This I Believe
I believe in a child having both parental figures in their life because it’s hard for a child to go through life always wondering about what causes that parent to be away.
I remember thinking when I was a little girl, “Why is Daddy away did I do something wrong?” It would be nights that passed where I would taste my own tears from crying myself to sleep. Then my mom would come in and try to console but it was not enough. I remember waking up in the middle of the night going to his mother’s house and crying for him only to get an old stinky teddy bear only to pretend that it was helping. I remember having to look at my mother’s face when she cried after reading one of his letters. Even though she would not say anything, I knew something was wrong.
I remember the visitation patios; I spent most of my childhood riding in the backseat, on my way to various parts of Texas ranging from Beeville to Dayton. I remember writing the parole board pleading for them to send him home only for them to send a stupid letter saying, “It’s going to be placed on his file.” Then the most devastating blow came on October 10, 2001, the parole board called the house and said that he was coming home. When my mama told me the news, I was ecstatic, that entire day I waited with anticipation for him to come. I sat there waiting with glee and excitement like a little kid at Christmas, just waiting. He never came that whole year. Then this man has the nerve to write me a letter and say that he was not going to come home. I hated receiving the letters. Therefore, I did not reply I let the letter sit there it was approximately 2 years that went by before he sent another letter, still he received no answer.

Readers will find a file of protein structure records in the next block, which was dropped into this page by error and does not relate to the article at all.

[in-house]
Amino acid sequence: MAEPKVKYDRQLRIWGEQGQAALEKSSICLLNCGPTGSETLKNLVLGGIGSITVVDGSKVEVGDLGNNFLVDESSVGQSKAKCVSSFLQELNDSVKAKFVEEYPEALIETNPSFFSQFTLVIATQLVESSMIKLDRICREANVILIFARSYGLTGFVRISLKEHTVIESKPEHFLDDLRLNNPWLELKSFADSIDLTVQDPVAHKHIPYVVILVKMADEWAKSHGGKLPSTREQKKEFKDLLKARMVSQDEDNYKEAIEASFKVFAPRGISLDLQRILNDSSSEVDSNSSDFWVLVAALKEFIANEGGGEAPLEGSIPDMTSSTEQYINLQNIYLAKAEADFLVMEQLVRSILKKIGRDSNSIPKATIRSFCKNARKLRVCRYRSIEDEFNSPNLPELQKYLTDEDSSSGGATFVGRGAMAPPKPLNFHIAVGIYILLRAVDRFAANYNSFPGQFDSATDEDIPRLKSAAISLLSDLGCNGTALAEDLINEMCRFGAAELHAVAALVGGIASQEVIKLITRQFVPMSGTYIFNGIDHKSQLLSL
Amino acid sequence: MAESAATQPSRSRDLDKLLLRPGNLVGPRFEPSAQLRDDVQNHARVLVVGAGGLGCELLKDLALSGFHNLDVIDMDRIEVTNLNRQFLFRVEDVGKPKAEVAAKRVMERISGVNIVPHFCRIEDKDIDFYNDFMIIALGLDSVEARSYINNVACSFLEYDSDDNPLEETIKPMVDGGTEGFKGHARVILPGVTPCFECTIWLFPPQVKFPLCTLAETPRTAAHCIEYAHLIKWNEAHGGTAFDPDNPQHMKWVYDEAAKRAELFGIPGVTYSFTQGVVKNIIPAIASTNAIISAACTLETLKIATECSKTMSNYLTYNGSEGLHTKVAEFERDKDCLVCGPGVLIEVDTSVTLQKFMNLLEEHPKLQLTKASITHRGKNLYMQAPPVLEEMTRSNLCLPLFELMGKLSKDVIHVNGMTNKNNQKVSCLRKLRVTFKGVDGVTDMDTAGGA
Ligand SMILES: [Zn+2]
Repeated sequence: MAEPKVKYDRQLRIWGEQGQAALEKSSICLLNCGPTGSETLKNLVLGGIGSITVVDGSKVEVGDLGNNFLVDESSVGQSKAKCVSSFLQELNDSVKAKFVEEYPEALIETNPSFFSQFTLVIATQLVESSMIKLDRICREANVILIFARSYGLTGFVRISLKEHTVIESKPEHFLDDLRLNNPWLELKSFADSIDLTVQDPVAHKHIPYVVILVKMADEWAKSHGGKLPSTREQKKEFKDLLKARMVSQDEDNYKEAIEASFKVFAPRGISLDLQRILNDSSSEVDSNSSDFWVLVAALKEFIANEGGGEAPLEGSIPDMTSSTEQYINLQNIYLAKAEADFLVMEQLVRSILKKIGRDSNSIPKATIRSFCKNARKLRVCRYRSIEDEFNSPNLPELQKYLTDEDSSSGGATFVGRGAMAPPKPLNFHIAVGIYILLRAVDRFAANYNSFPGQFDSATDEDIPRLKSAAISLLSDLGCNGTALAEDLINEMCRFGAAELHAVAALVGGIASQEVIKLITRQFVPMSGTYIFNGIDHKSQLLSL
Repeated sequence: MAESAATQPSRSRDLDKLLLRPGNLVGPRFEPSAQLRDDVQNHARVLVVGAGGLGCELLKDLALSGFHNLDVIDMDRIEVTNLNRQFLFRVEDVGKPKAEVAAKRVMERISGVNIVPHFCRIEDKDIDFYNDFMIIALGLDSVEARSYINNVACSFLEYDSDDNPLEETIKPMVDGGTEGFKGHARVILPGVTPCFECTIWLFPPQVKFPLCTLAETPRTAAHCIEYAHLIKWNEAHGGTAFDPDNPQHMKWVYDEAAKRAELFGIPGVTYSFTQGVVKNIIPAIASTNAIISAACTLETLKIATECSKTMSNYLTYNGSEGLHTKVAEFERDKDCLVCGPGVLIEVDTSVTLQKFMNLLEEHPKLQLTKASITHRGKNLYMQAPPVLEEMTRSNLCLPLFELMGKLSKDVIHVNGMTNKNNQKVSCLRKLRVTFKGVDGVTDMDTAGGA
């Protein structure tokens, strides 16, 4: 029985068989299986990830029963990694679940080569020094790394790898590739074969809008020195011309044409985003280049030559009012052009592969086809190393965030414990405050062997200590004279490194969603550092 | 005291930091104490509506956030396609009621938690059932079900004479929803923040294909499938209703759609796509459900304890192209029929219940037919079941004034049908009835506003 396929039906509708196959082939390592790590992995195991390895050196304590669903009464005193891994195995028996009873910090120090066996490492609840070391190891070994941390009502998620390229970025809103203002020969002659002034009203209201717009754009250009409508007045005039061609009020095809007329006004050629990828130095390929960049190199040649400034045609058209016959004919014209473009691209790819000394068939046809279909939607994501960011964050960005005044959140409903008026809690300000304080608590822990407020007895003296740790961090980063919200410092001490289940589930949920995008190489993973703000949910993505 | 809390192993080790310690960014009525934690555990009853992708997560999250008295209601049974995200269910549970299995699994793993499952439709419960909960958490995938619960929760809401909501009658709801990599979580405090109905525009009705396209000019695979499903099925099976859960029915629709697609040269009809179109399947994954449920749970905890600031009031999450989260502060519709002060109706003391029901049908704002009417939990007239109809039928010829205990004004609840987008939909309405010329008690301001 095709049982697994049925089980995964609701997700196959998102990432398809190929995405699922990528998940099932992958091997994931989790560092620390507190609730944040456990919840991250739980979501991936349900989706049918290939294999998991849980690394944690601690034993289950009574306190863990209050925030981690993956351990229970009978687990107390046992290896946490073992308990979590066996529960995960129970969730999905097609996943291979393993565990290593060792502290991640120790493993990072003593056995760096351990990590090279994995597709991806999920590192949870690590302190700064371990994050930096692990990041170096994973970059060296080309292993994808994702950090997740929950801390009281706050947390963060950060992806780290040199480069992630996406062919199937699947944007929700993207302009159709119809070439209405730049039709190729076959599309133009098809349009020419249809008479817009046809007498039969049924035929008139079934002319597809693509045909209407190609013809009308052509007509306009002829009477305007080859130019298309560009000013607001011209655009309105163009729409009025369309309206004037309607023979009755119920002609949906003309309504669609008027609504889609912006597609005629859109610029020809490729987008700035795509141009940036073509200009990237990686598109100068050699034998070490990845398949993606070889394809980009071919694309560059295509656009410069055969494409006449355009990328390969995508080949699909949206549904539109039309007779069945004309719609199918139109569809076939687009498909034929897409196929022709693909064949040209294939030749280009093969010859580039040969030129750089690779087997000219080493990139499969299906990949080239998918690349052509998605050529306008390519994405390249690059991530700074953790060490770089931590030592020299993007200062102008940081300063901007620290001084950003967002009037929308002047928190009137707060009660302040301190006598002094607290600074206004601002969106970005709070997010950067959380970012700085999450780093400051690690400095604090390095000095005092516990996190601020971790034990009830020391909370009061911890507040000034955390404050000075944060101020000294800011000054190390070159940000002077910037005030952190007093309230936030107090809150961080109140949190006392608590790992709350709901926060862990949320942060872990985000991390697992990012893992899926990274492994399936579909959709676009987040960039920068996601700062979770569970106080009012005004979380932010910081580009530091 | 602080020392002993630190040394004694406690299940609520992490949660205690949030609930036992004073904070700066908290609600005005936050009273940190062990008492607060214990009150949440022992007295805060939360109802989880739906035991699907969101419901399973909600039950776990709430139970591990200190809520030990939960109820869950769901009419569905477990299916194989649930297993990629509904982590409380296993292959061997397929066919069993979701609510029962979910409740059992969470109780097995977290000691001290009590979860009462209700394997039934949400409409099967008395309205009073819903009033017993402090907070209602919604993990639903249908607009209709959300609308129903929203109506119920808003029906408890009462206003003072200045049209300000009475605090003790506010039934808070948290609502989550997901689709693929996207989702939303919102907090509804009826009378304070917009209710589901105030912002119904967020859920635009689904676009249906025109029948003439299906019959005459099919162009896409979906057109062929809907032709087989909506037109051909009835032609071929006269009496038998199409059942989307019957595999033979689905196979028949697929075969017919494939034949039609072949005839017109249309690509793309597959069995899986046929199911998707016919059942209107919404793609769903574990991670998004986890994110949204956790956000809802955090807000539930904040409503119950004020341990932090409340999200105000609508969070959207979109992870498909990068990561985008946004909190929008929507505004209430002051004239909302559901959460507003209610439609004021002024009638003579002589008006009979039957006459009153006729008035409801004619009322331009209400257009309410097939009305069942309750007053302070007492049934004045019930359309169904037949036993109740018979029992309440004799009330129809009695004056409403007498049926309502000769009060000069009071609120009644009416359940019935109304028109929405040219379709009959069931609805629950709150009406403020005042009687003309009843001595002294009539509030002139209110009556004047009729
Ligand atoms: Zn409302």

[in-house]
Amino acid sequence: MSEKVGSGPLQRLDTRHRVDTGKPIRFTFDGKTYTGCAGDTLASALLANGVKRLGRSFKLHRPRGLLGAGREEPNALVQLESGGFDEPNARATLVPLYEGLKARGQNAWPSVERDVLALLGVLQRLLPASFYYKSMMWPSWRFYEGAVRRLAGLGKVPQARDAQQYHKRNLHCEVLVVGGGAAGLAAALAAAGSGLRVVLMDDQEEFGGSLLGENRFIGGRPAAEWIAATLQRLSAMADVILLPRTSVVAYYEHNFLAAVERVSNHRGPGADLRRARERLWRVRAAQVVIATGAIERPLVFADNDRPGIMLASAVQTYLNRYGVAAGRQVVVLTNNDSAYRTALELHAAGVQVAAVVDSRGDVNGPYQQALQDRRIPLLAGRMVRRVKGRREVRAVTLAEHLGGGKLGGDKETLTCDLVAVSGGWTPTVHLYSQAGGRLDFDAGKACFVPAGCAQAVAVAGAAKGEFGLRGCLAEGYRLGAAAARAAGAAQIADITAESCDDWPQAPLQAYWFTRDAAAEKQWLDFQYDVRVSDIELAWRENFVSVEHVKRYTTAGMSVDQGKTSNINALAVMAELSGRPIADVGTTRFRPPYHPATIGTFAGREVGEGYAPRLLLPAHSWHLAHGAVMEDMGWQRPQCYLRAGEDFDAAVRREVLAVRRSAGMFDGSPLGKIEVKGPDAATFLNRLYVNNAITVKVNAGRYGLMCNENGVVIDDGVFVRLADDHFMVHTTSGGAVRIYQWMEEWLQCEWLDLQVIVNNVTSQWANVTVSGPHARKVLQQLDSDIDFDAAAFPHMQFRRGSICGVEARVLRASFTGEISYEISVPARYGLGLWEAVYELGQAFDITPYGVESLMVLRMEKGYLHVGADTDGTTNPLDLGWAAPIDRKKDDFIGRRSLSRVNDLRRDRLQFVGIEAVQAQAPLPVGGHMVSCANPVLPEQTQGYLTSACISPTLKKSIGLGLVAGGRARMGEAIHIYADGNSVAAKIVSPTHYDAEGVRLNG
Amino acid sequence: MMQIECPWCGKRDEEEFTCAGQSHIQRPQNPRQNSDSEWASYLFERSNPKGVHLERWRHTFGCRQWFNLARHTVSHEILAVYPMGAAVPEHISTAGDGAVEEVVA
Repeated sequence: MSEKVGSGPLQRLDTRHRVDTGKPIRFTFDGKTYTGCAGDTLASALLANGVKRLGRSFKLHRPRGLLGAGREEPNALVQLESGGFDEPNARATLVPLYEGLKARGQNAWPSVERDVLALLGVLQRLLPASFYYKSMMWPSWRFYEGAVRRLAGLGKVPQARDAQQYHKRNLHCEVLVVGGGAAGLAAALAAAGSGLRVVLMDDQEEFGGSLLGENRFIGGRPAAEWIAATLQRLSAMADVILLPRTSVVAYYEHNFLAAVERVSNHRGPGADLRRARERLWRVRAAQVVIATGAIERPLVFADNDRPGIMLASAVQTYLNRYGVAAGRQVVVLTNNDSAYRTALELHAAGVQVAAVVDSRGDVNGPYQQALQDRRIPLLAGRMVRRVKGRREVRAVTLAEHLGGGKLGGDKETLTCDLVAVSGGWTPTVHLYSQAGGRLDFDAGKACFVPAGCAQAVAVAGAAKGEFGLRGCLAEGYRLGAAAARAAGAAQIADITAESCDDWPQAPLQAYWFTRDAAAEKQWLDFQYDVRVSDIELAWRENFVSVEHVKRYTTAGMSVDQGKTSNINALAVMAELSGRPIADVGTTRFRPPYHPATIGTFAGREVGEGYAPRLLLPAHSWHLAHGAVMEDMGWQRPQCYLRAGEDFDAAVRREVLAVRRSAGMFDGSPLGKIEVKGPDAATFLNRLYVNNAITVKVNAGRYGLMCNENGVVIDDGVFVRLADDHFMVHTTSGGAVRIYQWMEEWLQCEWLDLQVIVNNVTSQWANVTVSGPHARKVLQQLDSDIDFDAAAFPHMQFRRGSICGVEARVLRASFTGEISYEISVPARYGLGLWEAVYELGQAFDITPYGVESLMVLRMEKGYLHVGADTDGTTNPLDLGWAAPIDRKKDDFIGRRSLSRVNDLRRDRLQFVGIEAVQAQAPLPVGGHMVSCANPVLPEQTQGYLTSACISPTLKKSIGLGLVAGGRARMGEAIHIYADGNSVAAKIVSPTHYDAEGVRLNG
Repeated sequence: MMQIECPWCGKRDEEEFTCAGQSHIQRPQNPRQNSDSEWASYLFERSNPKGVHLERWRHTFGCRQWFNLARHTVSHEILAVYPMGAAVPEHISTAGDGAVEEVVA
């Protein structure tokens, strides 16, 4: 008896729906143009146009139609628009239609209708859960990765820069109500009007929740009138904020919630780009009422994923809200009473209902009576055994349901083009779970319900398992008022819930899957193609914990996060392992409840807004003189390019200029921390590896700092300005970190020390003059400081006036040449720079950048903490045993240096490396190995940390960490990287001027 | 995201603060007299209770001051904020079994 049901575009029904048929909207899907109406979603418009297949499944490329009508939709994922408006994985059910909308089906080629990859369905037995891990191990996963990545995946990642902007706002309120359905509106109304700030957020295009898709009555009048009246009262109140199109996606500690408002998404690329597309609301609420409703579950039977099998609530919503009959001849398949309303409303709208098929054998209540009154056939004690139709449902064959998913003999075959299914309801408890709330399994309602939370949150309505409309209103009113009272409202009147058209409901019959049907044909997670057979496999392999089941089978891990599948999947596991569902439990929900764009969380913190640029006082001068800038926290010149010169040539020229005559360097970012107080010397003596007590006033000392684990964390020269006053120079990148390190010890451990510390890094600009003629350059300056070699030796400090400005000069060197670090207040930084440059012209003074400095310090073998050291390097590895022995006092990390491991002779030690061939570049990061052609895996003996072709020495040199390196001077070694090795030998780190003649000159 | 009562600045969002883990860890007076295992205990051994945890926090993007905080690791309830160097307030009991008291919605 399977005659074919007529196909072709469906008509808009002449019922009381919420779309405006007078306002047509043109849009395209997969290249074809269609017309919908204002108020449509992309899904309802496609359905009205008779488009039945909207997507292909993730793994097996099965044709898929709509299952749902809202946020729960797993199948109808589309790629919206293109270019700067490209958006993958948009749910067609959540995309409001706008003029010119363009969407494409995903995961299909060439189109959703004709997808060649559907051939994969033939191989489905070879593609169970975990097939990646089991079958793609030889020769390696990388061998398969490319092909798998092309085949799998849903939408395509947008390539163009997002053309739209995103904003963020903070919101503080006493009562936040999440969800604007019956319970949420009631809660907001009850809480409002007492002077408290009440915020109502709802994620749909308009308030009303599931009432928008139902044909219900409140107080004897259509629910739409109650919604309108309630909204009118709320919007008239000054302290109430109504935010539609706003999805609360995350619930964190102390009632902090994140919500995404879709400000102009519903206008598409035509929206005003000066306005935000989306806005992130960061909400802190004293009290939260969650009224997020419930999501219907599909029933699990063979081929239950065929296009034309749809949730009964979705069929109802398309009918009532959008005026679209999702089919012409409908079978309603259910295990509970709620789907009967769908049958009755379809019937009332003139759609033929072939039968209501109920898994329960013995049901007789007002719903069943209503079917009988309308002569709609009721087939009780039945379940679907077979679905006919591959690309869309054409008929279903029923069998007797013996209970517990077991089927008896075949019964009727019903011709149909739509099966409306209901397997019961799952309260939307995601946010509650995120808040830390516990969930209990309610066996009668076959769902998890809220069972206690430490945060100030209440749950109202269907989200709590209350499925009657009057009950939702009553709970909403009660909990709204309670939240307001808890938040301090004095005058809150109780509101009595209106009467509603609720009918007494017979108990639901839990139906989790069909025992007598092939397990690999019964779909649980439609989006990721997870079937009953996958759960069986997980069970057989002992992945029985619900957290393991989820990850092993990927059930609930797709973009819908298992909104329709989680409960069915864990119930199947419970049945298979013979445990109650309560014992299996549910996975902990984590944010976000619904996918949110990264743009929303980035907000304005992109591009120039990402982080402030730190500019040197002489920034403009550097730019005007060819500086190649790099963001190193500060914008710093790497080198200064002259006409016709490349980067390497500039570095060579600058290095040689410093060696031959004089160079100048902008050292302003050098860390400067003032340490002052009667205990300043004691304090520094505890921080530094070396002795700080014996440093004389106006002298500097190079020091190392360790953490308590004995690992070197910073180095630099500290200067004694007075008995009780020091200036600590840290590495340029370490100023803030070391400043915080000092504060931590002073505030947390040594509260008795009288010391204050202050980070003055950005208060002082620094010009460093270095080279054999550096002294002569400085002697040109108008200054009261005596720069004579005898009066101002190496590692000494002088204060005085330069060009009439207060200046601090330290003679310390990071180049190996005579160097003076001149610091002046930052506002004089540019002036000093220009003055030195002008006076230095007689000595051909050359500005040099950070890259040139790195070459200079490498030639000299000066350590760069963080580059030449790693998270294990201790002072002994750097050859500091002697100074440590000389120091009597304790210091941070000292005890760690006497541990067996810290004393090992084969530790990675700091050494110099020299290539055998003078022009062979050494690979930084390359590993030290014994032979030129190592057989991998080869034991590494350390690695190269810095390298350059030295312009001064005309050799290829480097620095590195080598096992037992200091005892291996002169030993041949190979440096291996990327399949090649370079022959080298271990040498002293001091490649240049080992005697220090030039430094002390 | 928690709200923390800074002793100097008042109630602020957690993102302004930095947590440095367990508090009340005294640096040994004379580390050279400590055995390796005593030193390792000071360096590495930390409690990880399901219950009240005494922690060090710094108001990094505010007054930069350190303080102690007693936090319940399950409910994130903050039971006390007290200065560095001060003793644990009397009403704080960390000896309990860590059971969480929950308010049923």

Then as I grew older the love I once possessed turned into resentment, then my emotions began to fluctuate. One day I loved him, the next day I missed him, the day after that I hated him, and then the emotional cycle would start all over again. The emotions became to overbearing for me to handle. I could not carry the burden of my daddy’s mistakes. I came to the realization that I must continue on and live my life for me make myself happy.
Finally, the day came when he was coming home for real, but before that, I wrote him and told him that he must make me a promise. A promise sealed in trust and in hopes of a new beginning in life that promise was that he would never ever have his family go through the emotional cycle of pain, resentment, bitterness, and anger again.
Never take for granted seeing your child/children growing up. Do not take for granted the little moments, it may be just hearing them say something for the first time; children remember those things and cherish those precious moments.
If you enjoyed this essay, please consider making a tax-deductible contribution to This I Believe, Inc.